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Archive for ‘Wednesday: What’s Hot on CanLII’ Feature

Wednesday: What’s Hot on CanLII

Each Wednesday we tell you which three English-language cases and which French-language case have been the most viewed* on CanLII and we give you a small sense of what the cases are about.

For this last week:

1. Davies v. The Corporation of the Municipality of Clarington, 2019 ONSC 2292

[1] If there was ever any case that demonstrates how expensive it is to litigate in the 21st Century, this case is the gold standard. Few in this country could afford to litigate a case where the costs sought by Mr. Zuber total close to $7,000,000, and the costs . . . [more]

Posted in: Wednesday: What's Hot on CanLII

Wednesday: What’s Hot on CanLII

Each Wednesday we tell you which three English-language cases and which French-language case have been the most viewed* on CanLII and we give you a small sense of what the cases are about.

For this last week:

1. R. v. Grzelak, 2019 BCPC 65

[3] The Defendant was alone in his black Mercedes, coming from work after a long day. He was driving North bound on 152 Street in Surrey BC.

[4] His Apple iPhone was in the centre cubby hole in the dashboard, at the front end of the console. The wire for his ear buds were plugged . . . [more]

Posted in: Wednesday: What's Hot on CanLII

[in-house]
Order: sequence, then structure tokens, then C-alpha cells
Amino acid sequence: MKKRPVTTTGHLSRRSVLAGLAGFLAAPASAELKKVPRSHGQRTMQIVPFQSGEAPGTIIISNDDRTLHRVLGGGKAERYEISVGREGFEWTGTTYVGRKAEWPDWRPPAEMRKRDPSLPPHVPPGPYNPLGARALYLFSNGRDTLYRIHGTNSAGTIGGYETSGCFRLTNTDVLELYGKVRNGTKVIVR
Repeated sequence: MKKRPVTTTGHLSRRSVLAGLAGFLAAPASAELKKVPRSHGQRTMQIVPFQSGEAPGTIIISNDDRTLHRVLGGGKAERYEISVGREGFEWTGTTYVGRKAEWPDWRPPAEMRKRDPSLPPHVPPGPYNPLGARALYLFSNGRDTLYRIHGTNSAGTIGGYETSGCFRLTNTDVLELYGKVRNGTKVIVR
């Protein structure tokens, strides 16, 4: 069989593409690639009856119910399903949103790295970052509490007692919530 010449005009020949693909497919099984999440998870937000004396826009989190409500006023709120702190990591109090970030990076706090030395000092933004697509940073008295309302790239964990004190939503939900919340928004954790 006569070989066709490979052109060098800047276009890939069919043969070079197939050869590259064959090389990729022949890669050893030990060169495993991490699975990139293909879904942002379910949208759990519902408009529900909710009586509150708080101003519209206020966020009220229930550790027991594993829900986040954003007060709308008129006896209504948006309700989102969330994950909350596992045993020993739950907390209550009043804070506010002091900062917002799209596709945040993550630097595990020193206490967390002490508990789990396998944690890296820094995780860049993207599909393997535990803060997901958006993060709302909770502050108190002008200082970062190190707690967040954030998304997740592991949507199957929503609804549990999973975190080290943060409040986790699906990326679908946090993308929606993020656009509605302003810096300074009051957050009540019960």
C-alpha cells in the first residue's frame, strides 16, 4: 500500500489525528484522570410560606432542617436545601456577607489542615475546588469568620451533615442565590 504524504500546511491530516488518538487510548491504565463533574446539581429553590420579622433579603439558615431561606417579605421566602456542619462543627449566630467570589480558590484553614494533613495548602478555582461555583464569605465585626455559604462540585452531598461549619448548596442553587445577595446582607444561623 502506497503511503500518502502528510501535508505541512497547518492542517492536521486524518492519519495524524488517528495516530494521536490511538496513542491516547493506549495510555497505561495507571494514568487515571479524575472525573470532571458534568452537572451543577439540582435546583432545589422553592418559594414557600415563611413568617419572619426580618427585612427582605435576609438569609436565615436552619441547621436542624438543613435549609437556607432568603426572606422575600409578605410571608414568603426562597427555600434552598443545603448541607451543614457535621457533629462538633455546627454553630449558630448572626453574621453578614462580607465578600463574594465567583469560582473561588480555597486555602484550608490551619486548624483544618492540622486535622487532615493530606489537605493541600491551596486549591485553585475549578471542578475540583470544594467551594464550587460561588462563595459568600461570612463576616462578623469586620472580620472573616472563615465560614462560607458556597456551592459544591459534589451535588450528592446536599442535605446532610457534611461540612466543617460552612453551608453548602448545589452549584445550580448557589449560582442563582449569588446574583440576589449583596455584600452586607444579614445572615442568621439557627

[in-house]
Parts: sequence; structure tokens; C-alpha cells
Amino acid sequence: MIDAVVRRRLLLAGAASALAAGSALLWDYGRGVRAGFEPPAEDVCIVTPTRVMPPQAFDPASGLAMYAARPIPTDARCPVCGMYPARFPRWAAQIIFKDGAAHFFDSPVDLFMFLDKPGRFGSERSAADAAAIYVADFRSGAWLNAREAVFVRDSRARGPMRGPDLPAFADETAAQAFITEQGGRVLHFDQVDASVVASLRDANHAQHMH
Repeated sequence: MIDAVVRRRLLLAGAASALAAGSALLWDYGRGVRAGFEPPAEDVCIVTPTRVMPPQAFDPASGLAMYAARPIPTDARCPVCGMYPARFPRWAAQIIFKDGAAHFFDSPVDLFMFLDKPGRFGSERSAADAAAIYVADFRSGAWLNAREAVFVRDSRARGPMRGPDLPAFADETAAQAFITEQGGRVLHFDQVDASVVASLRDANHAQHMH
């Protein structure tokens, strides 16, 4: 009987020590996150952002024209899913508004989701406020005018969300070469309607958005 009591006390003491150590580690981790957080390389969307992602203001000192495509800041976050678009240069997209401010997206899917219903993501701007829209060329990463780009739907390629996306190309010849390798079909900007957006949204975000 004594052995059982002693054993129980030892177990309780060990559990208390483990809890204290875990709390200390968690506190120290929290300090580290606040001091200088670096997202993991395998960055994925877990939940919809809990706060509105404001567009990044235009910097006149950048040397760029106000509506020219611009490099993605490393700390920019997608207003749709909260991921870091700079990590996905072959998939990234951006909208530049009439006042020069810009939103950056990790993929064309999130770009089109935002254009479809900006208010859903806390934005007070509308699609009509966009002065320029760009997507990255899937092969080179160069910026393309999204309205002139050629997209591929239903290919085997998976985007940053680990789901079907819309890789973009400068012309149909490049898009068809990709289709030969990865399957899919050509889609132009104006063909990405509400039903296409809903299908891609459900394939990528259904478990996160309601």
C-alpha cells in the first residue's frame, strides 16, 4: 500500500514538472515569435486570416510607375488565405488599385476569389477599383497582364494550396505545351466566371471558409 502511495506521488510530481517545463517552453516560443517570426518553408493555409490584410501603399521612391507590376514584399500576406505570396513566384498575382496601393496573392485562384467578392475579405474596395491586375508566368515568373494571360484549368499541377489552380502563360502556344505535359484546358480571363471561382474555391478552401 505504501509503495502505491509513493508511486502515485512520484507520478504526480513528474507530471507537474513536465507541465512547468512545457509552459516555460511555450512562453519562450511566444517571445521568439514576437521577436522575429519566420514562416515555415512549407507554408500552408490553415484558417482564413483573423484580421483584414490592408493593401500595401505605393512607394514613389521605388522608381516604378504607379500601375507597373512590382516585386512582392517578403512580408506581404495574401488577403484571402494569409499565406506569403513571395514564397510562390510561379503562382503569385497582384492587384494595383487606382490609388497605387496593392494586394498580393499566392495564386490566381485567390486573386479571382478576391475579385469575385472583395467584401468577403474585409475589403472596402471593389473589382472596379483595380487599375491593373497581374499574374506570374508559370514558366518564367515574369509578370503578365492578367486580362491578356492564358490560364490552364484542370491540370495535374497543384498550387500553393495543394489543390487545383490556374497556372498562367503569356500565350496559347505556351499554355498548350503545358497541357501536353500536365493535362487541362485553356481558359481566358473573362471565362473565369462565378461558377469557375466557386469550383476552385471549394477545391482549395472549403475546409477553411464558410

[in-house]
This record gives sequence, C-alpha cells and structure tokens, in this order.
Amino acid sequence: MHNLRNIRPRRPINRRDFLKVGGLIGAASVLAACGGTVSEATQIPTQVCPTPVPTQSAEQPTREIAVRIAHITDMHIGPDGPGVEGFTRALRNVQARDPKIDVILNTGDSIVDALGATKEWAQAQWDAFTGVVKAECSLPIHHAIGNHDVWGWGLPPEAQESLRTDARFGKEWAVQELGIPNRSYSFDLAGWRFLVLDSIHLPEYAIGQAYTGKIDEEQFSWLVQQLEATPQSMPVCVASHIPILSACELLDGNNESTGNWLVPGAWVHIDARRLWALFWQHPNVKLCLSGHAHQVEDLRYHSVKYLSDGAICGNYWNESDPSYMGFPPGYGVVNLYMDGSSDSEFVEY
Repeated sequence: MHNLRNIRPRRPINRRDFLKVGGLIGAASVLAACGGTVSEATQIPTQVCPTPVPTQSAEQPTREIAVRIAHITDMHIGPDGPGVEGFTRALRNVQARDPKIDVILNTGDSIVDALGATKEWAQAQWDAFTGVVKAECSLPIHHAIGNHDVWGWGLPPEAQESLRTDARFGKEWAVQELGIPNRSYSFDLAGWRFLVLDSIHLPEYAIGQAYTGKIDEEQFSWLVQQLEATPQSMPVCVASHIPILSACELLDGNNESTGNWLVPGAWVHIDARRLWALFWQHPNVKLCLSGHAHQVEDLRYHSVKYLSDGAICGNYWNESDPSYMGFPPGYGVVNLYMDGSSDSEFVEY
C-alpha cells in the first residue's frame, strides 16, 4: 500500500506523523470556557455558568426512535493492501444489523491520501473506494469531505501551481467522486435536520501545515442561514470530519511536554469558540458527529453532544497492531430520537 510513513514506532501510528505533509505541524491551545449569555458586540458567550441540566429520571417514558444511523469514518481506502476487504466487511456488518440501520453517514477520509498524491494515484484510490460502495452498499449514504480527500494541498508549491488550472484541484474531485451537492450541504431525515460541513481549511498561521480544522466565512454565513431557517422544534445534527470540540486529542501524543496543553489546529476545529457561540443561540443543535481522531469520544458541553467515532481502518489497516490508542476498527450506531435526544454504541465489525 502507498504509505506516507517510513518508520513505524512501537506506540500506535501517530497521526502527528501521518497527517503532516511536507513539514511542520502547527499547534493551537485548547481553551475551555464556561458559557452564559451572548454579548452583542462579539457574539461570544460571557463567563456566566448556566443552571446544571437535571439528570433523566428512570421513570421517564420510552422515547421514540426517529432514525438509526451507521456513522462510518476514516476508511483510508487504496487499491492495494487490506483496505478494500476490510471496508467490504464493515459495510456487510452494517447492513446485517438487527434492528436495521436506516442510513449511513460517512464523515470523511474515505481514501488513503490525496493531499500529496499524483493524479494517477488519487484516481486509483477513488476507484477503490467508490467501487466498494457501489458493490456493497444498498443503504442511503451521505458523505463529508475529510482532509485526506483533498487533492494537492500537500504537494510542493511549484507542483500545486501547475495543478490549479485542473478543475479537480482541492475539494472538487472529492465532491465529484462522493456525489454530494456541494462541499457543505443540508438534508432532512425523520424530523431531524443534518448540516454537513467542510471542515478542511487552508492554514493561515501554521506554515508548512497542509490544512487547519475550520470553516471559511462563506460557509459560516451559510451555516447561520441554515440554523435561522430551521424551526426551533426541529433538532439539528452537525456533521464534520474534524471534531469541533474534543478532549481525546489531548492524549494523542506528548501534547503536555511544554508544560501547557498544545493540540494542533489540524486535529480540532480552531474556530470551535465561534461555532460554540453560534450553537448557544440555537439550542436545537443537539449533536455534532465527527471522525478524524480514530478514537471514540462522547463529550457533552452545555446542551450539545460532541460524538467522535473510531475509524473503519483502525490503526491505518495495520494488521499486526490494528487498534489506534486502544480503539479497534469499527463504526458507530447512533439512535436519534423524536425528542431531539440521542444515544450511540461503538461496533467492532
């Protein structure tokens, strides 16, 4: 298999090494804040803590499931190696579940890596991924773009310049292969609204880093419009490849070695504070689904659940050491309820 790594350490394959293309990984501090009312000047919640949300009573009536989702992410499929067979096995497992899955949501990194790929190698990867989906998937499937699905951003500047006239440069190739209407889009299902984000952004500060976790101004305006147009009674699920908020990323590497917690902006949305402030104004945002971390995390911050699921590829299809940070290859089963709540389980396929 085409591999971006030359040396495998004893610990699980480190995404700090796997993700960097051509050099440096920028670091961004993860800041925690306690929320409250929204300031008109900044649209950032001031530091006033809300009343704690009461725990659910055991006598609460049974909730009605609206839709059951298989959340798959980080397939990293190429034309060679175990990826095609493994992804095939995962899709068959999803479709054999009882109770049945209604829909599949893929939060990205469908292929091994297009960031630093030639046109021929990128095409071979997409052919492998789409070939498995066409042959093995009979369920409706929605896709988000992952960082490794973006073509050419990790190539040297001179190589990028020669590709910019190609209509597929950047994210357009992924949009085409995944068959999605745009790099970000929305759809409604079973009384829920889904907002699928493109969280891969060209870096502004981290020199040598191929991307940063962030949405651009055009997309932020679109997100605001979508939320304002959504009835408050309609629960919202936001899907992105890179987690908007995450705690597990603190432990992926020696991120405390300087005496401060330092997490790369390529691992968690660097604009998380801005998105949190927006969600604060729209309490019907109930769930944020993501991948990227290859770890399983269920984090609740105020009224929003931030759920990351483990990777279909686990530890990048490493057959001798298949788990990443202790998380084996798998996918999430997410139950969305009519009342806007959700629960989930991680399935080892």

Wednesday: What’s Hot on CanLII

Each Wednesday we tell you which three English-language cases and which French-language case have been the most viewed* on CanLII and we give you a small sense of what the cases are about.

For this last week:

1. Cook v. Harvey Kalles Real Estate Ltd., 2019 ONSC 2108

[53] My determination that Ms. Cook is entitled to the Balance should not be taken as condoning Ms. Cook’s conduct in this matter. Real estate salespersons owe a fiduciary duty to their clients. They are required to follow a Code of Ethics that includes acting with honesty and integrity and in . . . [more]

Posted in: Wednesday: What's Hot on CanLII

Wednesday: What’s Hot on CanLII

Each Wednesday we tell you which three English-language cases and which French-language case have been the most viewed* on CanLII and we give you a small sense of what the cases are about.

For this last week:

1. Toronto Transit Commission v Amalgamated Transit Union, Local 113, 2019 CanLII 22225 (ON LA)

Turning to the Wigmore criteria, my conclusion is that the TTC has not met its onus of establishing that these documents should be considered privileged on a case-by-case basis. As noted above, all four criteria must apply for the privilege to attach on a case-by-case basis. As . . . [more]